2/3 majority again after 15 years

PETALING JAYA: After 15 years, a ruling coalition has returned with two-thirds’ majority to Dewan Rakyat, which begins its meeting today with special focus on the re-tabling of Budget 2023 as well as a White Paper and several Bills.

Not since Barisan Nasional lost its two-thirds majority back in the 12th General Election in 2008 has there been a ruling coalition with two-thirds majority until Malaysia’s first unity government.

The two-thirds’ majority in Dewan Rakyat will mean that the opening of the first meeting of the second session of the 15th Parliament will be closely watched by political observers and the rakyat.

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According to Dr Oh Ei Sun, a senior fellow at the Singapore Institute of International Affairs, it will be easier for Prime Minister Datuk Seri Anwar Ibrahim to push for legislative reforms. However, he noted that Anwar would have to use wisely the two-thirds majority of over 148 seats when carrying out reforms or lose it.

“In principle, it will be easier. But if the government proposes too ‘liberal’ items to be passed, then sooner or later, it will lose not only its two-thirds majority but also its simple majority,” he said.

Barisan Nasional had commanded a two-thirds majority in the Dewan Rakyat since the 1969 general election up until 2008 when it only clinched a majority with 140 seats.

Currently, Anwar’s unity government is supported by 149 MPs, consisting of 82 MPs from Pakatan Harapan, Barisan (30), Gabungan Parti Sarawak (GPS) (23), Gabungan Rakyat Sabah (GRS) (six), Warisan (three), two Independent MPs and one respectively from Parti KDM, Muda and PBM.

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While the passing of many Bills will not require a two-thirds majority in the Dewan Rakyat, it is mandated for any proposed amendment to the Federal Constitution.

Having a two-thirds majority will also make it simpler for the ruling coalition to approve Bills and motions in its favour.

However, the Dewan Rakyat had passed several Bills requiring a two-thirds majority, such as the Constitution (Amendment) Bill in July 2019 allowing the automatic registration of voters age 18 and their right to vote.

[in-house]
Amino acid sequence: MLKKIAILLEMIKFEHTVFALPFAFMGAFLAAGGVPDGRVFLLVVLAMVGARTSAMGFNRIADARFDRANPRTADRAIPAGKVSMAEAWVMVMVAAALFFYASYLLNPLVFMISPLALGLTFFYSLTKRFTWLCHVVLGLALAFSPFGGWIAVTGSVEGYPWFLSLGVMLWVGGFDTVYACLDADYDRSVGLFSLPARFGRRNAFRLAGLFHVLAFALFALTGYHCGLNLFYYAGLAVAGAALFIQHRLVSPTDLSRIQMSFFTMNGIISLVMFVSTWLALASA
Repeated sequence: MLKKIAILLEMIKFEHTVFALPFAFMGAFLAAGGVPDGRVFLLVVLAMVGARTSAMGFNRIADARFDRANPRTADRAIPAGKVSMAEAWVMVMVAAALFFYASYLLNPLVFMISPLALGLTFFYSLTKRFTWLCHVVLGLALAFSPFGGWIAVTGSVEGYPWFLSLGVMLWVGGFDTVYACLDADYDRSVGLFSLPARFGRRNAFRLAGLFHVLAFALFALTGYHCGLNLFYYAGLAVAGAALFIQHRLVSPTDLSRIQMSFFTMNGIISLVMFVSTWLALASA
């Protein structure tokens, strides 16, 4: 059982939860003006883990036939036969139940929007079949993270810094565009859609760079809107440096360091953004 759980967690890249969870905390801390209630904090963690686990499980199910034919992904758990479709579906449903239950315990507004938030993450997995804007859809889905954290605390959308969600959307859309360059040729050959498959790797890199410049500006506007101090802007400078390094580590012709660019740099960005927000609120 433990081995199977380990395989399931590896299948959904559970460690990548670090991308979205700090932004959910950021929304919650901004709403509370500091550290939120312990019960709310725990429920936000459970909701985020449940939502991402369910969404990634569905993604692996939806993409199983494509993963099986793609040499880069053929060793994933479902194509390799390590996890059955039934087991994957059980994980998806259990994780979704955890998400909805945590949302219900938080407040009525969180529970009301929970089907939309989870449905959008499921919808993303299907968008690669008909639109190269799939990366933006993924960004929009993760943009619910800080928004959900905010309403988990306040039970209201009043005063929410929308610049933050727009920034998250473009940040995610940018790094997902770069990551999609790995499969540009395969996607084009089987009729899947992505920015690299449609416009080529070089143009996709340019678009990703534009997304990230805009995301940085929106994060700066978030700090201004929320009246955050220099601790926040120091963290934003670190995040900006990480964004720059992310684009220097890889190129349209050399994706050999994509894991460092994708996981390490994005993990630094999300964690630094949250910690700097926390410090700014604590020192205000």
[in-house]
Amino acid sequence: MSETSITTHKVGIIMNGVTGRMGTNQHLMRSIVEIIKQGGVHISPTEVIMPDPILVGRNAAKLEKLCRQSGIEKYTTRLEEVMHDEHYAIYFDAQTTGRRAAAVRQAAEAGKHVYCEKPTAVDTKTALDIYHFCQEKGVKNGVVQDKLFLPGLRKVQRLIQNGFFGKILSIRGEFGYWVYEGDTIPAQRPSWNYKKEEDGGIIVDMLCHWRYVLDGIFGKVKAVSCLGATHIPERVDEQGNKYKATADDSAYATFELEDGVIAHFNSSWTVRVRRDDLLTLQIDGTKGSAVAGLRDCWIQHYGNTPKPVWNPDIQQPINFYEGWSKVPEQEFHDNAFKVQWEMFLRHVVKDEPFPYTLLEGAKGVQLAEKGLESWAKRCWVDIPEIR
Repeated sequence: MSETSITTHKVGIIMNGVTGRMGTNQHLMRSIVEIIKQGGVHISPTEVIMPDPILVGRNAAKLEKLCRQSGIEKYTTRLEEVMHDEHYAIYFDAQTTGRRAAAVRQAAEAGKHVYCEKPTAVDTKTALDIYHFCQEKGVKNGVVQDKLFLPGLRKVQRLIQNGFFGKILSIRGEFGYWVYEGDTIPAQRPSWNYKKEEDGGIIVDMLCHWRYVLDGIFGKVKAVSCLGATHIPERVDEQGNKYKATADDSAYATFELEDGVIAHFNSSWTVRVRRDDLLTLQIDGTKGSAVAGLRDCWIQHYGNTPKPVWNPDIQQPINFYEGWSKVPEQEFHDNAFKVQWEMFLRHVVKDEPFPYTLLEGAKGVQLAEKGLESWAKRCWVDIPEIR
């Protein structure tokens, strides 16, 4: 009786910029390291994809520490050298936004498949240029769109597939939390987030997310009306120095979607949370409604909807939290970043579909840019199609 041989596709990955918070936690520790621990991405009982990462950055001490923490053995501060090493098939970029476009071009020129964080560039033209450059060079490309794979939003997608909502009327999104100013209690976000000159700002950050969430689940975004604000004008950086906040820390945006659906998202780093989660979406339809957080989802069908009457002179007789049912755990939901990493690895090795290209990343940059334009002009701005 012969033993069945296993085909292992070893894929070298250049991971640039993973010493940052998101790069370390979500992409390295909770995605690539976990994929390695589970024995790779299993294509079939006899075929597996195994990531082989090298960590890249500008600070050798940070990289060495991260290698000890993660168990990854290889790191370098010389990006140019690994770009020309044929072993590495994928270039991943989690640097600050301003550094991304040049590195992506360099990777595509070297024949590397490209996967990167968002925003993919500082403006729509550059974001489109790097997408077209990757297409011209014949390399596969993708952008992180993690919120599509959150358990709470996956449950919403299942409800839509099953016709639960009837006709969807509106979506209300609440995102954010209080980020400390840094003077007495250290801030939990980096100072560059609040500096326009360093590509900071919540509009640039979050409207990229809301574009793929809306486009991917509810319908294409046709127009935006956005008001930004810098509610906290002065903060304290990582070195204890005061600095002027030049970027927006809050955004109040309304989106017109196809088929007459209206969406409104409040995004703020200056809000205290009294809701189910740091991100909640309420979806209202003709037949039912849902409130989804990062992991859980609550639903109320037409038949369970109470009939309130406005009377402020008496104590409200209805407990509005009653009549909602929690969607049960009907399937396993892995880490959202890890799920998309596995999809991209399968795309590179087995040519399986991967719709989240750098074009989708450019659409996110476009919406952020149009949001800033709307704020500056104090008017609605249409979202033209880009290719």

In December 2021, it also passed amendments to the Federal Constitution based on the Malaysia Agreement 1963 and again in July last year, when it agreed to constitutional changes prohibiting party-hopping.

Nusantara Academy for Strategic Research senior fellow Azmi Hassan said a two-thirds majority is not only crucial for legislative reforms but as a show of stability of Anwar’s government.

“Even if some pull out support, it will not necessarily collapse the administration, more so now with the anti-hopping law in place,” he said.

Universiti Sains Malaysia’s political expert Prof Dr Sivamurugan Pandian said the Parliament would be a test for Anwar to showcase his leadership as well as deal with bread-and-butter issues affecting the nation while carrying out reforms.

Unlike previous two-thirds ruling government, however, he said the current administration is made up of several coalitions and parties.

“It will be a juggling act for the Prime Minister. Having a Prime Minister Question and Time (PMQT) is a good start.

“The Prime Minister will be able to use it to show his sense of leadership to build the trust of the people that he is in charge of the coalition government and the captain of his Cabinet,” he said.

Newly appointed Dewan Rakyat Speaker Datuk Johari Abdul had said that this meeting would see the implementation of the PMQT, similar to that practised in the British Parliament.

Johari said this would allow MPs to hear directly from the Prime Minister on national policies for about an hour.

PMQT sessions will take place every Tuesday before the start of the Oral Question Time while the Minister’s Question Time (MQT) will take place on Thursdays.

On the appointment of the Public Accounts Committee chairman, Johari said the practice of allowing an opposition MP to head the 12-member bipartisan committee would be upheld by the current administration.

So far, several names have been bandied for the post, such as Kota Baru MP Datuk Seri Takiyuddin Hassan, who is a lawyer, and Beluran MP Datuk Ronald Kiandee, who is also a former Dewan Rakyat deputy speaker and who previously headed the PAC between Aug 7, 2018 and April 11, 2019.

Takiyuddin is currently PAS secretary-general while Kiandee is Bersatu vice-president.

The re-tabling of Budget 2023 on Feb 24 is among the highlights of this Parliament meeting, along with the presentation of the Health Ministry’s White Paper on Covid-19 vaccine procurement and several Bills on curbing sexual harassment, anti-stalking and the abolishment of mandatory death penalty.

The MPs are also set to decide on the Batu Puteh issue.

Sivamurugan said there would be emphasis on the re-tabling of Budget 2023 in light of the coming state elections.

“There will be comparisons made on the re-tabled Budget and whether it is better than what was tabled by his predecessor,” he said.

On Oct 7 last year, the former Finance minister Tengku Datuk Seri Zafrul Tengku Abdul Aziz tabled a RM372.3bil Budget for 2023, the largest in the nation’s history.

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